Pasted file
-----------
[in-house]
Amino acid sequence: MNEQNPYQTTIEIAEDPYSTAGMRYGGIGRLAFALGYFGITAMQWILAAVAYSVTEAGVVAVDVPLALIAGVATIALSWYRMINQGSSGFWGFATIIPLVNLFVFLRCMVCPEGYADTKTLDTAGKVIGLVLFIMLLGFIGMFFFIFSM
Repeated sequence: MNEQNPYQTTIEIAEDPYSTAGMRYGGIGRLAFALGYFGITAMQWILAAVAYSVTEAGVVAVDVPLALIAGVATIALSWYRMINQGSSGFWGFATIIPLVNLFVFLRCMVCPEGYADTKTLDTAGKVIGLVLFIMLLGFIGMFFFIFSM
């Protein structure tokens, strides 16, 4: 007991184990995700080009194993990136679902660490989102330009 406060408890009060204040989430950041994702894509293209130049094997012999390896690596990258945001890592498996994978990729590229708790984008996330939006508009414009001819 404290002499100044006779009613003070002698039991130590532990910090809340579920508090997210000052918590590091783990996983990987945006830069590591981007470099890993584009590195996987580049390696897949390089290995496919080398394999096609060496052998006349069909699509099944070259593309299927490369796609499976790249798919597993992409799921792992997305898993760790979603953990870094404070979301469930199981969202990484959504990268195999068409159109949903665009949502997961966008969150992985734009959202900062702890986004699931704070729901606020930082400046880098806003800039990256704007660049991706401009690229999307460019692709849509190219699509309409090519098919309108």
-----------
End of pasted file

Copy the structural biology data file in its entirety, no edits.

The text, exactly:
[in-house]
Amino acid sequence: MNEQNPYQTTIEIAEDPYSTAGMRYGGIGRLAFALGYFGITAMQWILAAVAYSVTEAGVVAVDVPLALIAGVATIALSWYRMINQGSSGFWGFATIIPLVNLFVFLRCMVCPEGYADTKTLDTAGKVIGLVLFIMLLGFIGMFFFIFSM
Repeated sequence: MNEQNPYQTTIEIAEDPYSTAGMRYGGIGRLAFALGYFGITAMQWILAAVAYSVTEAGVVAVDVPLALIAGVATIALSWYRMINQGSSGFWGFATIIPLVNLFVFLRCMVCPEGYADTKTLDTAGKVIGLVLFIMLLGFIGMFFFIFSM
């Protein structure tokens, strides 16, 4: 007991184990995700080009194993990136679902660490989102330009 406060408890009060204040989430950041994702894509293209130049094997012999390896690596990258945001890592498996994978990729590229708790984008996330939006508009414009001819 404290002499100044006779009613003070002698039991130590532990910090809340579920508090997210000052918590590091783990996983990987945006830069590591981007470099890993584009590195996987580049390696897949390089290995496919080398394999096609060496052998006349069909699509099944070259593309299927490369796609499976790249798919597993992409799921792992997305898993760790979603953990870094404070979301469930199981969202990484959504990268195999068409159109949903665009949502997961966008969150992985734009959202900062702890986004699931704070729901606020930082400046880098806003800039990256704007660049991706401009690229999307460019692709849509190219699509309409090519098919309108």